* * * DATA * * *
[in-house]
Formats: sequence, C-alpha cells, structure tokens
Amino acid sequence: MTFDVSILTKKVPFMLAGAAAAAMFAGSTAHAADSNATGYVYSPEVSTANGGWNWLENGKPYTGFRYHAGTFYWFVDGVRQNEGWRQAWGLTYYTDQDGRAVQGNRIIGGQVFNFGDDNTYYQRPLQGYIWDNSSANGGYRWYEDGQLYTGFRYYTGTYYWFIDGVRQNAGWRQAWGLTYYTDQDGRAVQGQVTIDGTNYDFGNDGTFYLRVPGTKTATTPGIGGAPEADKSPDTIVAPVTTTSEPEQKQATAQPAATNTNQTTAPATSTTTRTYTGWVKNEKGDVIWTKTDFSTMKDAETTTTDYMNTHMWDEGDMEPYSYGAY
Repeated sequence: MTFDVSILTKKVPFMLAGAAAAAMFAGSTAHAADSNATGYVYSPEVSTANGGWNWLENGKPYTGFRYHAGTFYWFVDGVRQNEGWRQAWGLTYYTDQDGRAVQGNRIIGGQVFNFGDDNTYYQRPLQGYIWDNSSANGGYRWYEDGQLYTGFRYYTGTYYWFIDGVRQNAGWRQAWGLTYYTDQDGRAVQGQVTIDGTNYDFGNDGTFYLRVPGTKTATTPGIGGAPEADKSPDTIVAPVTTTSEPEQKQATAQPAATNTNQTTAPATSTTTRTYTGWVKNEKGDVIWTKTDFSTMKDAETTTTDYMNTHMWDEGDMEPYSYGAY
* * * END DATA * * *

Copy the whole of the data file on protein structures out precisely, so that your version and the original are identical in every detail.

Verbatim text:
[in-house]
Formats: sequence, C-alpha cells, structure tokens
Amino acid sequence: MTFDVSILTKKVPFMLAGAAAAAMFAGSTAHAADSNATGYVYSPEVSTANGGWNWLENGKPYTGFRYHAGTFYWFVDGVRQNEGWRQAWGLTYYTDQDGRAVQGNRIIGGQVFNFGDDNTYYQRPLQGYIWDNSSANGGYRWYEDGQLYTGFRYYTGTYYWFIDGVRQNAGWRQAWGLTYYTDQDGRAVQGQVTIDGTNYDFGNDGTFYLRVPGTKTATTPGIGGAPEADKSPDTIVAPVTTTSEPEQKQATAQPAATNTNQTTAPATSTTTRTYTGWVKNEKGDVIWTKTDFSTMKDAETTTTDYMNTHMWDEGDMEPYSYGAY
Repeated sequence: MTFDVSILTKKVPFMLAGAAAAAMFAGSTAHAADSNATGYVYSPEVSTANGGWNWLENGKPYTGFRYHAGTFYWFVDGVRQNEGWRQAWGLTYYTDQDGRAVQGNRIIGGQVFNFGDDNTYYQRPLQGYIWDNSSANGGYRWYEDGQLYTGFRYYTGTYYWFIDGVRQNAGWRQAWGLTYYTDQDGRAVQGQVTIDGTNYDFGNDGTFYLRVPGTKTATTPGIGGAPEADKSPDTIVAPVTTTSEPEQKQATAQPAATNTNQTTAPATSTTTRTYTGWVKNEKGDVIWTKTDFSTMKDAETTTTDYMNTHMWDEGDMEPYSYGAY